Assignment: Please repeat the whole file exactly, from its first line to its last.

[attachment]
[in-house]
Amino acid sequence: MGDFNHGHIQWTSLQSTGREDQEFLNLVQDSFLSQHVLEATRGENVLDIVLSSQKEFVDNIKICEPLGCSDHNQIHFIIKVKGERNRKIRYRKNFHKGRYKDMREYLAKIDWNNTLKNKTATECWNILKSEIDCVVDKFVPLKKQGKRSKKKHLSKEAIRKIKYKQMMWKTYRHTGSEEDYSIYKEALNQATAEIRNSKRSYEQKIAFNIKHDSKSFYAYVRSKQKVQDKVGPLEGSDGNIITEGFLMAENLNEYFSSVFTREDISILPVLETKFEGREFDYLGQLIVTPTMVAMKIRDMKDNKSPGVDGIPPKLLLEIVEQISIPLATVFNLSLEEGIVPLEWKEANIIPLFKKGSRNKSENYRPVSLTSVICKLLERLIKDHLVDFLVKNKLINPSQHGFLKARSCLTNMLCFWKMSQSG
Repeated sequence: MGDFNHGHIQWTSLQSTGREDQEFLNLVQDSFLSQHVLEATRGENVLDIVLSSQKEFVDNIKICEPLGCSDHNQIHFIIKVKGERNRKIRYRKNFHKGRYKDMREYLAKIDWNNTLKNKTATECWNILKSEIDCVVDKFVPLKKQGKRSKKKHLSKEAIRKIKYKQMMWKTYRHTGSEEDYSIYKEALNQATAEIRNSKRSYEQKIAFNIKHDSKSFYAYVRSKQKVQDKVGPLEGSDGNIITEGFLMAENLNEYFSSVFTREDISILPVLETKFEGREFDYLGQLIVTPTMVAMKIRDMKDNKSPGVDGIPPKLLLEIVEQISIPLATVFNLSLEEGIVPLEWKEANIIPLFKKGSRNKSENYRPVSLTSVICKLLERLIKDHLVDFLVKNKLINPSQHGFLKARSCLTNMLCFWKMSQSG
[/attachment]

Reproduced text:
[in-house]
Amino acid sequence: MGDFNHGHIQWTSLQSTGREDQEFLNLVQDSFLSQHVLEATRGENVLDIVLSSQKEFVDNIKICEPLGCSDHNQIHFIIKVKGERNRKIRYRKNFHKGRYKDMREYLAKIDWNNTLKNKTATECWNILKSEIDCVVDKFVPLKKQGKRSKKKHLSKEAIRKIKYKQMMWKTYRHTGSEEDYSIYKEALNQATAEIRNSKRSYEQKIAFNIKHDSKSFYAYVRSKQKVQDKVGPLEGSDGNIITEGFLMAENLNEYFSSVFTREDISILPVLETKFEGREFDYLGQLIVTPTMVAMKIRDMKDNKSPGVDGIPPKLLLEIVEQISIPLATVFNLSLEEGIVPLEWKEANIIPLFKKGSRNKSENYRPVSLTSVICKLLERLIKDHLVDFLVKNKLINPSQHGFLKARSCLTNMLCFWKMSQSG
Repeated sequence: MGDFNHGHIQWTSLQSTGREDQEFLNLVQDSFLSQHVLEATRGENVLDIVLSSQKEFVDNIKICEPLGCSDHNQIHFIIKVKGERNRKIRYRKNFHKGRYKDMREYLAKIDWNNTLKNKTATECWNILKSEIDCVVDKFVPLKKQGKRSKKKHLSKEAIRKIKYKQMMWKTYRHTGSEEDYSIYKEALNQATAEIRNSKRSYEQKIAFNIKHDSKSFYAYVRSKQKVQDKVGPLEGSDGNIITEGFLMAENLNEYFSSVFTREDISILPVLETKFEGREFDYLGQLIVTPTMVAMKIRDMKDNKSPGVDGIPPKLLLEIVEQISIPLATVFNLSLEEGIVPLEWKEANIIPLFKKGSRNKSENYRPVSLTSVICKLLERLIKDHLVDFLVKNKLINPSQHGFLKARSCLTNMLCFWKMSQSG